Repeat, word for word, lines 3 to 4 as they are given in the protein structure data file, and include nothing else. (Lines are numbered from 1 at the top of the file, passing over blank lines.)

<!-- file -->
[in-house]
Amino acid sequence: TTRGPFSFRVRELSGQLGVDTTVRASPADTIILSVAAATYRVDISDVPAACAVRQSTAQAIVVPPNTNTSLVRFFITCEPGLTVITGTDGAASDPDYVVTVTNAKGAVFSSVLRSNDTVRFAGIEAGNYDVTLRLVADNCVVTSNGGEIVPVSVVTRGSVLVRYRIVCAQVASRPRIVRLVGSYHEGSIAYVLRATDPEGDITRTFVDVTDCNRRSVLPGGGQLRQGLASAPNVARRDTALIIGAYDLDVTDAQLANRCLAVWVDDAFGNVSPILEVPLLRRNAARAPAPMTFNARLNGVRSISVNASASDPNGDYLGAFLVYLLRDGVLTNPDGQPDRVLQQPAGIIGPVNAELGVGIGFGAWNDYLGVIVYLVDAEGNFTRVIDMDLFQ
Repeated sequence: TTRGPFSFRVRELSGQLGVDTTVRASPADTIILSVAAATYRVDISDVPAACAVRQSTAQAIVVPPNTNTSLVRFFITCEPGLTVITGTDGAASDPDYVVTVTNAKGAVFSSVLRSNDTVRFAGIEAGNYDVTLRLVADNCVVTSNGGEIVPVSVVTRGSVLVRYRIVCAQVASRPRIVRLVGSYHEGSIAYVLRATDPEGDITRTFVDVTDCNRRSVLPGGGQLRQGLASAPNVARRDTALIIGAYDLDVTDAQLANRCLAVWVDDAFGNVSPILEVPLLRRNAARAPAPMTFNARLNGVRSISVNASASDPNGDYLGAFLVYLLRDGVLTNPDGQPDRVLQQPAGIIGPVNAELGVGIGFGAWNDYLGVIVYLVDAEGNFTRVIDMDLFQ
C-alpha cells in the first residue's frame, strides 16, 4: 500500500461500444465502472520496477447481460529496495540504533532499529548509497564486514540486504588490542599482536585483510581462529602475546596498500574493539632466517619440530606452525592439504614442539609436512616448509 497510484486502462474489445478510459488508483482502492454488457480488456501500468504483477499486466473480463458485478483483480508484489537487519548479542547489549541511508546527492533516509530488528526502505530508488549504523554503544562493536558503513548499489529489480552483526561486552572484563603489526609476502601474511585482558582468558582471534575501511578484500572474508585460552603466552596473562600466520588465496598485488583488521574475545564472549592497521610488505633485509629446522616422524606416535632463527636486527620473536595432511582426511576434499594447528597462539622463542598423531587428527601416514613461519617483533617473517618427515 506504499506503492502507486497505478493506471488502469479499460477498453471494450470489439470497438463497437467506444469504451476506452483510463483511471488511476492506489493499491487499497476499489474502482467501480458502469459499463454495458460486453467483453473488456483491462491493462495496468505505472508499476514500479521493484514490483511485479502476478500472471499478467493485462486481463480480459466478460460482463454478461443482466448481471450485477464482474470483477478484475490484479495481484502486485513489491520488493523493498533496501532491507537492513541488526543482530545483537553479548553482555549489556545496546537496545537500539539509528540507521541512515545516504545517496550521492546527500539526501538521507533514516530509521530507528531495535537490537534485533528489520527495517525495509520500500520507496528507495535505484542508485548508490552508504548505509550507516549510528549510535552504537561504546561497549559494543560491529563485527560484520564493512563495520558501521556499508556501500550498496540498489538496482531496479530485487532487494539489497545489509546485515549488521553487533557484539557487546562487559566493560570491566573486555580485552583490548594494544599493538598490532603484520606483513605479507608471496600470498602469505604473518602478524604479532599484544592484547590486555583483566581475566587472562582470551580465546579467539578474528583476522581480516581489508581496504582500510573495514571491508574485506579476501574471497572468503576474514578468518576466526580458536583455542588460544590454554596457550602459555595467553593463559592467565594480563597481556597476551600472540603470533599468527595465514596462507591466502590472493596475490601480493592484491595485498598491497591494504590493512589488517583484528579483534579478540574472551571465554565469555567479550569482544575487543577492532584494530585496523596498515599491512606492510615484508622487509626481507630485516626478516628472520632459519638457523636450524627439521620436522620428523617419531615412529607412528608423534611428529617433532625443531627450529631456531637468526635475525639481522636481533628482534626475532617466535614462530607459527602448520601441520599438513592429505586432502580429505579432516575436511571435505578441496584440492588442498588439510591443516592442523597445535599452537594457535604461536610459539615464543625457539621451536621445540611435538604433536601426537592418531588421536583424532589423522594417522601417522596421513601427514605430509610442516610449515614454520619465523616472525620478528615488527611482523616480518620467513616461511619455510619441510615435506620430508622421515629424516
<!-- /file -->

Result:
Repeated sequence: TTRGPFSFRVRELSGQLGVDTTVRASPADTIILSVAAATYRVDISDVPAACAVRQSTAQAIVVPPNTNTSLVRFFITCEPGLTVITGTDGAASDPDYVVTVTNAKGAVFSSVLRSNDTVRFAGIEAGNYDVTLRLVADNCVVTSNGGEIVPVSVVTRGSVLVRYRIVCAQVASRPRIVRLVGSYHEGSIAYVLRATDPEGDITRTFVDVTDCNRRSVLPGGGQLRQGLASAPNVARRDTALIIGAYDLDVTDAQLANRCLAVWVDDAFGNVSPILEVPLLRRNAARAPAPMTFNARLNGVRSISVNASASDPNGDYLGAFLVYLLRDGVLTNPDGQPDRVLQQPAGIIGPVNAELGVGIGFGAWNDYLGVIVYLVDAEGNFTRVIDMDLFQ
C-alpha cells in the first residue's frame, strides 16, 4: 500500500461500444465502472520496477447481460529496495540504533532499529548509497564486514540486504588490542599482536585483510581462529602475546596498500574493539632466517619440530606452525592439504614442539609436512616448509 497510484486502462474489445478510459488508483482502492454488457480488456501500468504483477499486466473480463458485478483483480508484489537487519548479542547489549541511508546527492533516509530488528526502505530508488549504523554503544562493536558503513548499489529489480552483526561486552572484563603489526609476502601474511585482558582468558582471534575501511578484500572474508585460552603466552596473562600466520588465496598485488583488521574475545564472549592497521610488505633485509629446522616422524606416535632463527636486527620473536595432511582426511576434499594447528597462539622463542598423531587428527601416514613461519617483533617473517618427515 506504499506503492502507486497505478493506471488502469479499460477498453471494450470489439470497438463497437467506444469504451476506452483510463483511471488511476492506489493499491487499497476499489474502482467501480458502469459499463454495458460486453467483453473488456483491462491493462495496468505505472508499476514500479521493484514490483511485479502476478500472471499478467493485462486481463480480459466478460460482463454478461443482466448481471450485477464482474470483477478484475490484479495481484502486485513489491520488493523493498533496501532491507537492513541488526543482530545483537553479548553482555549489556545496546537496545537500539539509528540507521541512515545516504545517496550521492546527500539526501538521507533514516530509521530507528531495535537490537534485533528489520527495517525495509520500500520507496528507495535505484542508485548508490552508504548505509550507516549510528549510535552504537561504546561497549559494543560491529563485527560484520564493512563495520558501521556499508556501500550498496540498489538496482531496479530485487532487494539489497545489509546485515549488521553487533557484539557487546562487559566493560570491566573486555580485552583490548594494544599493538598490532603484520606483513605479507608471496600470498602469505604473518602478524604479532599484544592484547590486555583483566581475566587472562582470551580465546579467539578474528583476522581480516581489508581496504582500510573495514571491508574485506579476501574471497572468503576474514578468518576466526580458536583455542588460544590454554596457550602459555595467553593463559592467565594480563597481556597476551600472540603470533599468527595465514596462507591466502590472493596475490601480493592484491595485498598491497591494504590493512589488517583484528579483534579478540574472551571465554565469555567479550569482544575487543577492532584494530585496523596498515599491512606492510615484508622487509626481507630485516626478516628472520632459519638457523636450524627439521620436522620428523617419531615412529607412528608423534611428529617433532625443531627450529631456531637468526635475525639481522636481533628482534626475532617466535614462530607459527602448520601441520599438513592429505586432502580429505579432516575436511571435505578441496584440492588442498588439510591443516592442523597445535599452537594457535604461536610459539615464543625457539621451536621445540611435538604433536601426537592418531588421536583424532589423522594417522601417522596421513601427514605430509610442516610449515614454520619465523616472525620478528615488527611482523616480518620467513616461511619455510619441510615435506620430508622421515629424516